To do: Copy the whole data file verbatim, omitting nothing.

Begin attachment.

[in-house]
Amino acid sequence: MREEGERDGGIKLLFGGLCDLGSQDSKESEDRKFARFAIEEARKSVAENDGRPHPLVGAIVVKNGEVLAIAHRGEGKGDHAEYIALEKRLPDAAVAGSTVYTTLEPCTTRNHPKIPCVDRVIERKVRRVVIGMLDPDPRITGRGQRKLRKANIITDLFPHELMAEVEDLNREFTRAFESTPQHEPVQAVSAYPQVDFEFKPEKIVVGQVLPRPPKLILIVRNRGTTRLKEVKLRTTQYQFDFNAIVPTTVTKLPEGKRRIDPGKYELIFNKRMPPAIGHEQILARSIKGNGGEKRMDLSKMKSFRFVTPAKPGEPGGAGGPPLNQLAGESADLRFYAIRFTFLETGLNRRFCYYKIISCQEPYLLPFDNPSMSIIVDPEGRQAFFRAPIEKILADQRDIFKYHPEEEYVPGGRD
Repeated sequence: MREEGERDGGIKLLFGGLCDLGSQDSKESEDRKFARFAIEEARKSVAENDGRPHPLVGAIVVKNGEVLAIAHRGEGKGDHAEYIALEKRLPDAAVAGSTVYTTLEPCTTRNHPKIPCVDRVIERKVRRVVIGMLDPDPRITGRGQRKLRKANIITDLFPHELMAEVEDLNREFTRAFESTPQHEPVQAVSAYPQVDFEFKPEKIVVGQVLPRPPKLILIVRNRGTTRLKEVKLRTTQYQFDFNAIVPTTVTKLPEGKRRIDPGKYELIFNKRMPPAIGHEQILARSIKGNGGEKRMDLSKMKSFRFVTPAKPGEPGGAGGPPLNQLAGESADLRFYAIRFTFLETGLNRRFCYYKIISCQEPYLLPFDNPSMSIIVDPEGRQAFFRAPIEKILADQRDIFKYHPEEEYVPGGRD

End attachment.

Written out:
[in-house]
Amino acid sequence: MREEGERDGGIKLLFGGLCDLGSQDSKESEDRKFARFAIEEARKSVAENDGRPHPLVGAIVVKNGEVLAIAHRGEGKGDHAEYIALEKRLPDAAVAGSTVYTTLEPCTTRNHPKIPCVDRVIERKVRRVVIGMLDPDPRITGRGQRKLRKANIITDLFPHELMAEVEDLNREFTRAFESTPQHEPVQAVSAYPQVDFEFKPEKIVVGQVLPRPPKLILIVRNRGTTRLKEVKLRTTQYQFDFNAIVPTTVTKLPEGKRRIDPGKYELIFNKRMPPAIGHEQILARSIKGNGGEKRMDLSKMKSFRFVTPAKPGEPGGAGGPPLNQLAGESADLRFYAIRFTFLETGLNRRFCYYKIISCQEPYLLPFDNPSMSIIVDPEGRQAFFRAPIEKILADQRDIFKYHPEEEYVPGGRD
Repeated sequence: MREEGERDGGIKLLFGGLCDLGSQDSKESEDRKFARFAIEEARKSVAENDGRPHPLVGAIVVKNGEVLAIAHRGEGKGDHAEYIALEKRLPDAAVAGSTVYTTLEPCTTRNHPKIPCVDRVIERKVRRVVIGMLDPDPRITGRGQRKLRKANIITDLFPHELMAEVEDLNREFTRAFESTPQHEPVQAVSAYPQVDFEFKPEKIVVGQVLPRPPKLILIVRNRGTTRLKEVKLRTTQYQFDFNAIVPTTVTKLPEGKRRIDPGKYELIFNKRMPPAIGHEQILARSIKGNGGEKRMDLSKMKSFRFVTPAKPGEPGGAGGPPLNQLAGESADLRFYAIRFTFLETGLNRRFCYYKIISCQEPYLLPFDNPSMSIIVDPEGRQAFFRAPIEKILADQRDIFKYHPEEEYVPGGRD